When asked for the reasoning behind TRID by an attendee, Maggiano responded that homebuyers don’t really know what they’re signing and as a result do not understand their problems when they encounter them. She added that this leads to consumers being taken advantage of, and even provided a personal account of a time a lender attempted to swindle her.  

Our “Contracting Opportunities” session educated attendees on navigating business opportunities for the good of their businesses, even if it doesn’t necessarily mean dollar signs. Our panelists were Virginia Gomez of the Southern California Minority Supplier Development Council (SCMSDC), Nesa Grider of First Preston HT and Mashell Stith of Field Property Management (photo 6).

When asked about the best way for a new company to build business, our panelists recognized the importance of being good at what you do, establishing a focus and building strong relationships. Grider reiterated the power of modesty and emphasized that even if you do not like someone personally, you must be able to conduct business with him or her for the success of your company. 

Our speakers restated the power and ability of certification to open doors for businesses. Gomez took the time to remind guests that as useful as it is, certification can never replace the ability to actually perform the service your business advertises. 

One of our conference’s highlights featured an inspiring panel of powerhouse women: Rebecca Steele, Executive VicePresident of Community Blight Solutions and SecureView, LLC.; Amy Schumacher, COO of Prospect Mortgage; Irma Delgado-Trikas, President and CEO of Arista National Title; Linda Craft, CEO of Linda Craft & Team, Realtors, who shared their stories of success and confirmed the truth that success, when it comes, does so as a result of dedicated hard work (photo 7)


Trikas began her career in the sale of industrial adhesives and now runs a successful title and escrow company. Steele began in chemical engineering with the dream of creating something really important; she eventually went into mortgage working for Countrywide, JPMorgan Chase and Bank of America, and started three consulting companies. Craft’s first job was as an ice cream truck driver when she was 16, eventually going into pharmaceuticals and opening a health store. In 1985, after her father died and her marriage ended, Craft entered real estate with an incredible drive and made a success of herself. Schumacher started her career as a lawyer before entering the mortgage industry. She has operated and owned several companies including a record label, a software company and an aerospace company.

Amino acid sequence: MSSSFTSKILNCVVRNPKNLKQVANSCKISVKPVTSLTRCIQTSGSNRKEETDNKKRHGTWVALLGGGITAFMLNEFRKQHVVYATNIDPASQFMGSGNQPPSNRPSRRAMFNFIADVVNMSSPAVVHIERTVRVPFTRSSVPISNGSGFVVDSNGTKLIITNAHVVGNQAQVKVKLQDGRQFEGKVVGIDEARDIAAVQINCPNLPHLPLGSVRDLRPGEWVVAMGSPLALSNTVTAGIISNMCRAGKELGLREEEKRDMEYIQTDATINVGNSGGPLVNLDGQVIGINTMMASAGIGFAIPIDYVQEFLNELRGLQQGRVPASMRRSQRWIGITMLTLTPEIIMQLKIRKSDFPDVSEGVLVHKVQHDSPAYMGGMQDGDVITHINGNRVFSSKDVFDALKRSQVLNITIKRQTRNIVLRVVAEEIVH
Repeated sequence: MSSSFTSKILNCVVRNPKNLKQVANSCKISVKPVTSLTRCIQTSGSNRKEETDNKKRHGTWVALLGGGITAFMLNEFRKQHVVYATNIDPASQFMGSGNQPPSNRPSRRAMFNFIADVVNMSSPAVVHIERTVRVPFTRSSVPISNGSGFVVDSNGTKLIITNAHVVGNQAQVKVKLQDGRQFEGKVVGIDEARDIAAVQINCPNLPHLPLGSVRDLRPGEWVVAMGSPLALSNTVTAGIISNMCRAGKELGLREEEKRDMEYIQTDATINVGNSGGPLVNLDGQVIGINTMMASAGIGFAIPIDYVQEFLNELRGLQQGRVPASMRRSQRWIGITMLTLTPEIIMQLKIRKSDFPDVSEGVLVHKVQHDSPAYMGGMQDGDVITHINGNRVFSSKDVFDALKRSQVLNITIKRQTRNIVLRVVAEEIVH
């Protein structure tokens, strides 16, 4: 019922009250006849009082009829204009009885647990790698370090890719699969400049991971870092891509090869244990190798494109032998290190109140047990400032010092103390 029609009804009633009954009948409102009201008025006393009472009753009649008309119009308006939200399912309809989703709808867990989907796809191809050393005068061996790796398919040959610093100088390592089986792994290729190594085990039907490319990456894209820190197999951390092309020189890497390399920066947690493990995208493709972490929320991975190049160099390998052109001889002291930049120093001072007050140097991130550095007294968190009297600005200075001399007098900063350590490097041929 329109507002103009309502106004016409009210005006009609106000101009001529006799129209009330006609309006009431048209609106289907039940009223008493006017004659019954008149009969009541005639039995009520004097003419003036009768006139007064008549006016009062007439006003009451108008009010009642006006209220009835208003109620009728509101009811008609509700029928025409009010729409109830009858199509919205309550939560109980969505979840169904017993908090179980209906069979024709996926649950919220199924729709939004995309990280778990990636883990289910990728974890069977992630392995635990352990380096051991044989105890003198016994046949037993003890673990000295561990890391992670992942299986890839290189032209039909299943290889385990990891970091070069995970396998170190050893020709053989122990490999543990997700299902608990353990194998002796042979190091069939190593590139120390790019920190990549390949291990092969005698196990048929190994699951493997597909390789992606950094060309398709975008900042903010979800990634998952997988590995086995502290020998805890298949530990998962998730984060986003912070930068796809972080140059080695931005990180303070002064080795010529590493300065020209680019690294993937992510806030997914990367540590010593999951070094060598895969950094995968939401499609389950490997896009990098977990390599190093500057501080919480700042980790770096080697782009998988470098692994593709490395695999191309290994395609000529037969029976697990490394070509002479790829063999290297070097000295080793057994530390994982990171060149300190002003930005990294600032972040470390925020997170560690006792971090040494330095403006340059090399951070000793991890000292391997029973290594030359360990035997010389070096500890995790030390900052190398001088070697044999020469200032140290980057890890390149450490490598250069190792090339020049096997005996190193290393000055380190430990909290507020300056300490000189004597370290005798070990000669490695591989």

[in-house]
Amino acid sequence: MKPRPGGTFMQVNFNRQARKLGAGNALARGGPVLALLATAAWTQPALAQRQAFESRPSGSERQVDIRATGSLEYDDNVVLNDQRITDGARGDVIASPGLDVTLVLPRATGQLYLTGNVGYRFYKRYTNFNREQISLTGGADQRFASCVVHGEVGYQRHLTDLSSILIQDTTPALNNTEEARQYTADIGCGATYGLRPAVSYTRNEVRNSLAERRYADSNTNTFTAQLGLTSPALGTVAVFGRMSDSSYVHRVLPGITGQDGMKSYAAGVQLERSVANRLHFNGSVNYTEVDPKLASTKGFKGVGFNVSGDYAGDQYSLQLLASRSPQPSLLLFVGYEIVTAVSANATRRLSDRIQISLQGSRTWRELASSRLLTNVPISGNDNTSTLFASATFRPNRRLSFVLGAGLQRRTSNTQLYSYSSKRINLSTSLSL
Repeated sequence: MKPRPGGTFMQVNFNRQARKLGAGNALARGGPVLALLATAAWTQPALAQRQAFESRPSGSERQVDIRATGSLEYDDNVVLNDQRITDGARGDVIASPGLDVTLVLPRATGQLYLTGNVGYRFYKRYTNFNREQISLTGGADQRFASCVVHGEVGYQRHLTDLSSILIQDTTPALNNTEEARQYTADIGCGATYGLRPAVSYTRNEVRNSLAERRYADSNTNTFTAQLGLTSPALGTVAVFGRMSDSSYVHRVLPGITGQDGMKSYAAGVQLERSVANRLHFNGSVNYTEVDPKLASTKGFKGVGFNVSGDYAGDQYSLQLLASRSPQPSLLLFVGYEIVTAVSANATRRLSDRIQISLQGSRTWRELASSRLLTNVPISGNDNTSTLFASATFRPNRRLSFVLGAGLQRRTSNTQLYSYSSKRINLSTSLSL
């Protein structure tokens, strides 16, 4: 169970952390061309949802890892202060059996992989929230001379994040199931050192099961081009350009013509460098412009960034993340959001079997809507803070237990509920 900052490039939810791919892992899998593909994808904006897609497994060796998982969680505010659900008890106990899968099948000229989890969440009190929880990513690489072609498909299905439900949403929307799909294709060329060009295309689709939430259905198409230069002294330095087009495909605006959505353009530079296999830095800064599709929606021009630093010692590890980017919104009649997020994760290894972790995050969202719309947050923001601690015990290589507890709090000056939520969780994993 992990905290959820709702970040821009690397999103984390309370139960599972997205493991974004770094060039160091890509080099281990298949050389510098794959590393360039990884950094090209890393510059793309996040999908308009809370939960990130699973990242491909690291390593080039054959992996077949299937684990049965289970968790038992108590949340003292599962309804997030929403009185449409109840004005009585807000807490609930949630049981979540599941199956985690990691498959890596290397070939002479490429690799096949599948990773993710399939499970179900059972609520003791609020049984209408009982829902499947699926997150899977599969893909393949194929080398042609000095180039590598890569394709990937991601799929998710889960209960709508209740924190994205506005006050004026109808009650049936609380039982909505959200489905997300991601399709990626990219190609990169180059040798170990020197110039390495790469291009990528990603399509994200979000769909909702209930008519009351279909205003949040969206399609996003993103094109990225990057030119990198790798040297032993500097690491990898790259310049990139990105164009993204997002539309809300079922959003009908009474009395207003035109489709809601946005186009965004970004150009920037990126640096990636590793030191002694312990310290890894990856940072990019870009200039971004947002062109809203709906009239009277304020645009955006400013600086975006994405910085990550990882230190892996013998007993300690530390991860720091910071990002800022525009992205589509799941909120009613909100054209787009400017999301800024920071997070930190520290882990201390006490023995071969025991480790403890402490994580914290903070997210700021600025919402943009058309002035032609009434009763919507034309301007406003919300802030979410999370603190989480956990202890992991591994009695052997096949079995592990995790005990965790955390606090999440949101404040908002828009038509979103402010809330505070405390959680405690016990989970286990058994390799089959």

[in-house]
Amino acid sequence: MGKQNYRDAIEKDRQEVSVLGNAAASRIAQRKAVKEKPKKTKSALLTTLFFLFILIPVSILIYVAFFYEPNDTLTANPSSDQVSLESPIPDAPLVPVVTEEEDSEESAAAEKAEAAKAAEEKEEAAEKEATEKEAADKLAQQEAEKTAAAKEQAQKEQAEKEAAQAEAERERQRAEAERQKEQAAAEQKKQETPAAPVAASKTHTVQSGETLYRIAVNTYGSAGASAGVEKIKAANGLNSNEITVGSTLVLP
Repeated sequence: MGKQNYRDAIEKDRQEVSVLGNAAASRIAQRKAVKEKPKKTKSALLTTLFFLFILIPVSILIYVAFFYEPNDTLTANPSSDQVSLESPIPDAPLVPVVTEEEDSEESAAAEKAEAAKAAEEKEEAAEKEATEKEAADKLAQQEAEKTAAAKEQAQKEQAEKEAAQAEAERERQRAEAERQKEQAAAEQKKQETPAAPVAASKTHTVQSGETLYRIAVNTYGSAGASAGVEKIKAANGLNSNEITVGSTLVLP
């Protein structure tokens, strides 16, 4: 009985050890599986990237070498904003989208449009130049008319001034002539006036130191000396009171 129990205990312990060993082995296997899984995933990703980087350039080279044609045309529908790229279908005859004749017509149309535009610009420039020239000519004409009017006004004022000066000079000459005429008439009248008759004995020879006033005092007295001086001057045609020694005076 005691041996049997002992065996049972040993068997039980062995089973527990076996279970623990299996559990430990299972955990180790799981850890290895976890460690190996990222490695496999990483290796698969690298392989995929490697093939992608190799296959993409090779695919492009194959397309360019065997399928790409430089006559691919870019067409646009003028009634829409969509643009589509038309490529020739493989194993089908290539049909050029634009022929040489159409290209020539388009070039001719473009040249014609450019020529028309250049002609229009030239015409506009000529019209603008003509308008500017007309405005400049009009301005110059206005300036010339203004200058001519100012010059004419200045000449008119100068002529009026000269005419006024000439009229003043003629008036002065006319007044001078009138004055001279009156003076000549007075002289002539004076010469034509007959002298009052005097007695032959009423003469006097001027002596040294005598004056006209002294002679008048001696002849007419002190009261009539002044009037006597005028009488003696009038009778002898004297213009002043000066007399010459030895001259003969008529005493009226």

Steele endowed our attendees with one of the session’s most trenchant pieces of advice, “Every time there’s a tough problem women are tapped on the shoulder to run to the fire. They are the most dangerous [problems], they are the most difficult, and you, like me, are courageous and you’re going to run there. Run there smarter, better, and bring people with you instead of trying to do it alone.” Our panel of powerhouse women communicated the truth that career, like life, is a journey, and you can enter and succeed within any industry if you are passionate and hard-working. All work and no play is no way to live, and our Roaring Twenty Awards Gala capped off Tuesday night as we celebrated 20 of housing’s leading women with a live band and a silent auction. The conference guests mingled and danced the night away after unwinding from a full day of enlightening sessions.

Wednesday’s opening Keynote address featured Rebecca Steele unveiling her career and the initiatives she has originated to help women (photo 1). Steele told the story about her arrival at Countrywide, soon after which she realized there was essentially no human resources department within the company. She decided to pull together women in management positions to hear their stories and see how she could help them, but only 10 of the 100 women invited attended the meeting. She was astonished by the number of women who did not take her or the unity she was striving to create seriously.


Nevertheless, Steele remained strong and dedicated; she told our attendees, “As important as it is to me to be successful in business, I don’t think I will be as successful unless I have a great following of great leaders, great women, and have diversity and inclusion as a part of my mission.” 

It was the reiteration of this commitment to the D&I movement with which Steele ended her speech, “I never cared about how much money I made, and I still don’t today. I want to make a difference, and I want to do good work, and I want to do important work.”